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COVID-19 arrived in Wisconsin one year ago. Here's how local leaders are reflecting


MADISON, Wis.–Today, January 30, marks one year since UW Hospital treated its first patient experiencing symptoms of what was then a new virus. Testing would later prove that patient was the state’s first case of COVID-19 and the 12th overall in the United States.

We all have our own way of remembering those first few weeks.

“I started keeping a little notebook with just sort of notes about events or milestones in the pandemic,” Madison Mayor Satya Rhodes-Conway said.

The first time Rhodes-Conway and other local leaders addressed COVID-19 was on February 5, 2020, less than a week after a person first reported symptoms of a new virus in UW’s emergency room.

“Today in Dane County, a person’s chances of getting sick from the novel coronavirus remains very low,” Rhodes-Conway said in a press conference on that day.

It didn’t stay that way for long, with more than 540,000 cases in Wisconsin just one year later.

“At the beginning, we were just trying to understand how is this thing transmitted? How do we protect ourselves? How do we protect people? What are risky behaviors?” Rhodes-Conway said.

City offices began closing and by March 13, Public Health Madison and Dane County Director Janel Heinrich issued the first order in the state, restricting gatherings of 250 people or more. Schools closed and gatherings were down to just 50 people just two days after that.

“It was a little overwhelming, because it was all happening at the same time, right. We’re reviewing the information that just emerged to then translate that into something that we would communicate out to the public within hours, you know, was a lot,” Heinrich said.

After two months of Gov. Tony Evers’ statewide Safer At Home order, it was struck down by the Wisconsin Supreme Court on May 13. Dane County immediately issued a similar, local order, followed by 11 others that have been in place ever since.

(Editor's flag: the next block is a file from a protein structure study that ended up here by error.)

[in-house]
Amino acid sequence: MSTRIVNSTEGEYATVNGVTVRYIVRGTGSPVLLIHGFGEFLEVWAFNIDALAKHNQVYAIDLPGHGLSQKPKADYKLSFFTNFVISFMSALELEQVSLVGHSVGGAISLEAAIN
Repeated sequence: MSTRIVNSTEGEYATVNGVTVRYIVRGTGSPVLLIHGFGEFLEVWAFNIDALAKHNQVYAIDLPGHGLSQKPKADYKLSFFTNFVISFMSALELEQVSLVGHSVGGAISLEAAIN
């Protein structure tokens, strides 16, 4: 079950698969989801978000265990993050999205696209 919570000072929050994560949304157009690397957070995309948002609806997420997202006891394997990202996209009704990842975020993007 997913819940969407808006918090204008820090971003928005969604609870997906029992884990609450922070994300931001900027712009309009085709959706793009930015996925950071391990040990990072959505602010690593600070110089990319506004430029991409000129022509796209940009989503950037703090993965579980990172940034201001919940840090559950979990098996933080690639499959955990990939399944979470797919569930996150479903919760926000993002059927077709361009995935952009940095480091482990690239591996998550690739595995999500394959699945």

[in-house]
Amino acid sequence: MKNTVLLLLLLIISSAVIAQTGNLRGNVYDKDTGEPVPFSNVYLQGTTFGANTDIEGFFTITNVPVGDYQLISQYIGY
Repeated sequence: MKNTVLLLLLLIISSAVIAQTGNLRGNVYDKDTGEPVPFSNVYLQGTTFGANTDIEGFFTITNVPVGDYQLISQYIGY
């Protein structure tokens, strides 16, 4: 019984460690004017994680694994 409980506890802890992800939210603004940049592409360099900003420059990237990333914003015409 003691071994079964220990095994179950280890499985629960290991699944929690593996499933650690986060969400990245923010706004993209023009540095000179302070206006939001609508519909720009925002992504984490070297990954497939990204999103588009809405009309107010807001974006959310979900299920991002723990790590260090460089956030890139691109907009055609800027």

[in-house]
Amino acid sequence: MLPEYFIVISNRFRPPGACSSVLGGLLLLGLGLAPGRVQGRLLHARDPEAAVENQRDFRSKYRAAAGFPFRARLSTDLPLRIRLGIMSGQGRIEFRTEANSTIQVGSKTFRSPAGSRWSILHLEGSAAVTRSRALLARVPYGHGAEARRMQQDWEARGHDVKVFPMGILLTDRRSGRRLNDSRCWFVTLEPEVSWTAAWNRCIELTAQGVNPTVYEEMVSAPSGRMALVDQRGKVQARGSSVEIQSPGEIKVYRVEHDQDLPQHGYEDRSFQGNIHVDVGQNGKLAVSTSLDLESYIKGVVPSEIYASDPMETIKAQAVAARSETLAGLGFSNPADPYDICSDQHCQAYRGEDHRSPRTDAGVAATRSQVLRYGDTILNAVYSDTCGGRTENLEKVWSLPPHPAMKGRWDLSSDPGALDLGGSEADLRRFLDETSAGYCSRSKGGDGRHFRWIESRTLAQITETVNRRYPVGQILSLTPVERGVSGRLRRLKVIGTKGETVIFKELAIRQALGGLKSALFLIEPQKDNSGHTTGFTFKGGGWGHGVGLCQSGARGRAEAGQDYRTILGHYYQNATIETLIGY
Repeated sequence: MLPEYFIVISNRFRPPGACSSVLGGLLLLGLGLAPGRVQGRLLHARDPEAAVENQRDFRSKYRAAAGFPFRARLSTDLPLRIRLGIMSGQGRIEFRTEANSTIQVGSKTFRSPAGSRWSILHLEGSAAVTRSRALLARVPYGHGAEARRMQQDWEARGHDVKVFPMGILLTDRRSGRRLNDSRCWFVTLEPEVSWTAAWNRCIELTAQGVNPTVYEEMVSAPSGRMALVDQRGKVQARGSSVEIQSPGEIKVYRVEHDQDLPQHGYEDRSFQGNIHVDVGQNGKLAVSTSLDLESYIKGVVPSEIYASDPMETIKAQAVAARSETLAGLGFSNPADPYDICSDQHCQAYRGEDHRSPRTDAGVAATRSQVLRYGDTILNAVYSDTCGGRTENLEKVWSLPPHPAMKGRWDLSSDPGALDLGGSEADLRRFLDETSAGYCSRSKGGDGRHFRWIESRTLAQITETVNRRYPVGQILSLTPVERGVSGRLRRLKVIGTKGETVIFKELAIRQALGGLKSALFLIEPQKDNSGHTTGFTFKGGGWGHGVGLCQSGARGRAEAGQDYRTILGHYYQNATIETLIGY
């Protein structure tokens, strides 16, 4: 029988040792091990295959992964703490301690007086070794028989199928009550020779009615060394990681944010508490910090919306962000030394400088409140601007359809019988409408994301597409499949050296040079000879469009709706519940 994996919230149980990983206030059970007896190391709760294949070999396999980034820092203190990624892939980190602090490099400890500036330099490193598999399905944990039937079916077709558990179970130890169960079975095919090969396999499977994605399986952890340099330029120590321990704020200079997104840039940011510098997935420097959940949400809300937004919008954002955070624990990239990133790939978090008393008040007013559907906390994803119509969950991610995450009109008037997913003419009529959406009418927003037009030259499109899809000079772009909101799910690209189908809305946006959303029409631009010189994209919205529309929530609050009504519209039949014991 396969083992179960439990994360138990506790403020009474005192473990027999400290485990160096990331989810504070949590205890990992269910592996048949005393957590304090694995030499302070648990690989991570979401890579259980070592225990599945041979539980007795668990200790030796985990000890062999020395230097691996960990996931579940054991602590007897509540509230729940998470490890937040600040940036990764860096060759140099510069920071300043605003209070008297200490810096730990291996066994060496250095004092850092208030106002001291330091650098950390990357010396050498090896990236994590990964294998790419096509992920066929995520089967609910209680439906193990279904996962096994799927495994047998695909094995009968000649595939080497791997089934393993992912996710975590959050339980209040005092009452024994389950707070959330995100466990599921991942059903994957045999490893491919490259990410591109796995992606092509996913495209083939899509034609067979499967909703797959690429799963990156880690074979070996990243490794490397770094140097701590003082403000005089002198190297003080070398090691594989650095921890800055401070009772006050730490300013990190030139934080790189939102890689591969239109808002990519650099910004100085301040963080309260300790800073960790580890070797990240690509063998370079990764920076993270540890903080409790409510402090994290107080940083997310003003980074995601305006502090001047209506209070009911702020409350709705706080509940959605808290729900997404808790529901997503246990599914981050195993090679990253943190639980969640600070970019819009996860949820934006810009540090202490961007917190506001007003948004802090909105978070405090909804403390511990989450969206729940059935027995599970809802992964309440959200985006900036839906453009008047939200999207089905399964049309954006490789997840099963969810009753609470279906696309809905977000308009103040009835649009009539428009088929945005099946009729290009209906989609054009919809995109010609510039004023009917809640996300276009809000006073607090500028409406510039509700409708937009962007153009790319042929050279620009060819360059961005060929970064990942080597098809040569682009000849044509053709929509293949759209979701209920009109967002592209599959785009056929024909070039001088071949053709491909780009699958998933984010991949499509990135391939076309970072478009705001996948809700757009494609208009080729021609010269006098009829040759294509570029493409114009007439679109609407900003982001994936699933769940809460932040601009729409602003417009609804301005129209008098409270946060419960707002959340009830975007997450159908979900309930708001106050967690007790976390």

“I have never questioned whether or not we should have done the orders we did and been as aggressive as we were from the beginning,” Dane County Executive Joe Parisi said. “I assumed that everybody else would be, too”

Parisi, Rhodes-Conway and Heinrich all agree, the hardest part of fighting a pandemic is doing it alone.

“We’ve been an island,” Rhodes-Conway said. “Surrounding counties and across the state there have been much looser restrictions, and that, frankly, it’s been a source of infection for us.”

Throughout a year of losses, there’s been victories worth celebrating.

Testing was once a limited and long process. Now, it’s completed locally with ease.

“We were calling down and saying, ‘You said that the result might be ready in three hours and it’s taking longer. We need this information,'” Heinrich said. “Now, you know, there’s a lab right down the street that is running our tests.”

Health care systems adapted to treat patients unable to leave their homes.

“Telemedicine, virtual visits, making sure that there were protocols in the health system to keep people safe, and then realizing that with all these things, it worked well,” UW Health’s Dr. Nasia Safdar said.

Neighbors helped neighbors.

“As long as we’re looking out for one another, there will always be someone looking out for us,” Parisi said. “I think that’s the strongest take-a-way from this experience.”

Although a vaccine rollout is taking longer than Wisconsinites would like, Safdar said it was an incredible feat to get here so quickly.

“That is a relatively small hurdle compared to developing it in the first place,” Safdar said. “If we can make an amazing vaccine, we can certainly get it out into the field.”

So, when Rhodes-Conway looks back through her notebook, she’ll remember that leading a community through a pandemic isn’t something she signed up for.

“Would it have been something I wanted to do? No, it’s not something that you say ‘Oh sure, that sounds like fun,'” Rhodes-Conway said.

But, it’s something she embraced.

“I do think you get challenges you’re able to deal with and I’m proud of the way we’ve handled this one,” Rhodes-Conway said.

Our COVID-19 anniversary reflection continues with city and county leaders sharing what the road to recovery looks like on Fox 47 News at Nine on Sunday, Jan. 31.